# 1: The Trigonometric Functions

- Page ID
- 7096

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- 1.1: The Unit Circle
- Familiar functions like polynomials and exponential functions don’t exhibit periodic behavior, so we turn to the trigonometric functions. Before we can define these functions, however, we need a way to introduce periodicity. We do so in a manner similar to the thought experiment, but we also use mathematical objects and equations. The primary tool is something called the wrapping function. Instead of using any circle, we will use the so-called unit circle.

- 1.2: The Cosine and Sine Functions
- We started our study of trigonometry by learning about the unit circle, how to wrap the number line around the unit circle, and how to construct arcs on the unit circle. We are now able to use these ideas to define the two major circular, or trigonometric, functions: sine and cosine. These circular functions will allow us to model periodic phenomena such as tides, the amount of sunlight during the days of the year, orbits of planets, and many others.

- 1.3: Arcs, Angles, and Calculators
- An angle is formed by rotating a ray about its endpoint. The ray in its initial position is called the initial side of the angle, and the position of the ray after it has been rotated is called the terminal side of the ray. The endpoint of the ray is called the vertex of the angle. When the vertex of an angle is at the origin in the xy-plane and the initial side lies along the positive x-axis, we see that the angle is in standard position.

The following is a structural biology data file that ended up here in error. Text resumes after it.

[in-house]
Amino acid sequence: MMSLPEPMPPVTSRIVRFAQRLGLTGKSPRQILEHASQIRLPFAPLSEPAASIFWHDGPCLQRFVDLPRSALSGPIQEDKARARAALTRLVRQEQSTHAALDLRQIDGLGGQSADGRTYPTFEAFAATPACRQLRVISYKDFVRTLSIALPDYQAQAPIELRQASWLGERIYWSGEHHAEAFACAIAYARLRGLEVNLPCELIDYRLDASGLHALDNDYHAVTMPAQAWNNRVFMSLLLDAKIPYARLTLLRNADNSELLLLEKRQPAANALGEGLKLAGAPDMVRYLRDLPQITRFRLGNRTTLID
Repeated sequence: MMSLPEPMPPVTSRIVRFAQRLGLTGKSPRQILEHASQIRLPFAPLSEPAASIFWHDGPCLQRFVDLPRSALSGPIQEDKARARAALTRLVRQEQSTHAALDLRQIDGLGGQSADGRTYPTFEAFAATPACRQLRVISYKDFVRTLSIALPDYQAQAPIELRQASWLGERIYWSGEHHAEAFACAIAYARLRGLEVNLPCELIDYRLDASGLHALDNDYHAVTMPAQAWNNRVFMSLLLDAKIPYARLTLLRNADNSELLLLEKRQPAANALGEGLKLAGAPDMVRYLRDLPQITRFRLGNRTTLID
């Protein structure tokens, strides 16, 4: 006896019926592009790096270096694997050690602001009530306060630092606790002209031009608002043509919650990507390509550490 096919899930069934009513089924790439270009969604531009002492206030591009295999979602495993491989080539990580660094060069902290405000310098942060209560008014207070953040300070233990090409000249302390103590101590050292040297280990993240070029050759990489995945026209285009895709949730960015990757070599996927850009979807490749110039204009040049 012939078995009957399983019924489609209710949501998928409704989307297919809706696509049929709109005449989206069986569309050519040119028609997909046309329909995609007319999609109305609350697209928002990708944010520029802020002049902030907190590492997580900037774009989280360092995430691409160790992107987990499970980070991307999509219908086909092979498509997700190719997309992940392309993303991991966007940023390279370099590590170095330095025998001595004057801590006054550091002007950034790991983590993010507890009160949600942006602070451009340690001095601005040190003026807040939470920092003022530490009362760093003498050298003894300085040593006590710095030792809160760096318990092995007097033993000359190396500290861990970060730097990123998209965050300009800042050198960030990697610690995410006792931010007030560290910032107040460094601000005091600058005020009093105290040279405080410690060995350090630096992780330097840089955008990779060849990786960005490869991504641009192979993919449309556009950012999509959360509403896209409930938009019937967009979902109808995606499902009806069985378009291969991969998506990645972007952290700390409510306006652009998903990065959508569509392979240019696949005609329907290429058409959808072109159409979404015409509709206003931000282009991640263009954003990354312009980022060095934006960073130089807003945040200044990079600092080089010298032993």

- 1.4: Velocity and Angular Velocity
- The connection between an arc on a circle and the angle it subtends measured in radians allows us to define quantities related to motion on a circle. Objects traveling along circular paths exhibit two types of velocity: linear and angular velocity.

- 1.6: Other Trigonometric Functions
- We defined the cosine and sine functions as the coordinates of the terminal points of arcs on the unit circle. As we will see later, the sine and cosine give relations for certain sides and angles of right triangles. It will be useful to be able to relate different sides and angles in right triangles, and we need other circular functions to do that. We obtain these other circular functions – tangent, cotangent, secant, and cosecant – by combining the cosine and sine together in various ways.

*Thumbnail: For some problems it may help to remember that when a right triangle has a hypotenuse of length \(r\) and an acute angle \(θ\), as in the picture below, the adjacent side will have length \(r\cos θ\) and the opposite side will have length \( r\ sin θ\). You can think of those lengths as the horizontal and vertical "components'' of the hypotenuse. Image used with permission (GNU FDL; Michael Corral).*